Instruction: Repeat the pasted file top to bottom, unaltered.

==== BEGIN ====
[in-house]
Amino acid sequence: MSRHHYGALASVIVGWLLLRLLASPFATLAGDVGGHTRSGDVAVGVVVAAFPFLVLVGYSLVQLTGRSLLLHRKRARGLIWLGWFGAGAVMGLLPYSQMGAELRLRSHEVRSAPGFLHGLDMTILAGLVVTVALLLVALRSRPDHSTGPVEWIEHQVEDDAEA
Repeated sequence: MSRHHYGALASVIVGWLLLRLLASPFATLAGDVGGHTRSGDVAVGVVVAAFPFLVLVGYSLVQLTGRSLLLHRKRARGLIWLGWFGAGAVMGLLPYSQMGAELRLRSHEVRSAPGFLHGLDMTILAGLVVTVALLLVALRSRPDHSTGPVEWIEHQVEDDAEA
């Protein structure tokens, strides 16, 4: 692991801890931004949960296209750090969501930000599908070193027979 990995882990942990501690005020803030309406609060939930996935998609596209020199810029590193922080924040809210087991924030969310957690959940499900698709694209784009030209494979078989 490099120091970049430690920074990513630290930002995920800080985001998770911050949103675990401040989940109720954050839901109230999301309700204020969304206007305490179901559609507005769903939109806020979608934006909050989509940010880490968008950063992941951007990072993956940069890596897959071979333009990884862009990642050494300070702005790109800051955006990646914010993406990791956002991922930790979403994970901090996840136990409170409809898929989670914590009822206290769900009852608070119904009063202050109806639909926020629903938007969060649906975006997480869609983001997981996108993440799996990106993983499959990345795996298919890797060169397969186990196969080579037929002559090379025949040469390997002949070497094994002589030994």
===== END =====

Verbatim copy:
[in-house]
Amino acid sequence: MSRHHYGALASVIVGWLLLRLLASPFATLAGDVGGHTRSGDVAVGVVVAAFPFLVLVGYSLVQLTGRSLLLHRKRARGLIWLGWFGAGAVMGLLPYSQMGAELRLRSHEVRSAPGFLHGLDMTILAGLVVTVALLLVALRSRPDHSTGPVEWIEHQVEDDAEA
Repeated sequence: MSRHHYGALASVIVGWLLLRLLASPFATLAGDVGGHTRSGDVAVGVVVAAFPFLVLVGYSLVQLTGRSLLLHRKRARGLIWLGWFGAGAVMGLLPYSQMGAELRLRSHEVRSAPGFLHGLDMTILAGLVVTVALLLVALRSRPDHSTGPVEWIEHQVEDDAEA
């Protein structure tokens, strides 16, 4: 692991801890931004949960296209750090969501930000599908070193027979 990995882990942990501690005020803030309406609060939930996935998609596209020199810029590193922080924040809210087991924030969310957690959940499900698709694209784009030209494979078989 490099120091970049430690920074990513630290930002995920800080985001998770911050949103675990401040989940109720954050839901109230999301309700204020969304206007305490179901559609507005769903939109806020979608934006909050989509940010880490968008950063992941951007990072993956940069890596897959071979333009990884862009990642050494300070702005790109800051955006990646914010993406990791956002991922930790979403994970901090996840136990409170409809898929989670914590009822206290769900009852608070119904009063202050109806639909926020629903938007969060649906975006997480869609983001997981996108993440799996990106993983499959990345795996298919890797060169397969186990196969080579037929002559090379025949040469390997002949070497094994002589030994």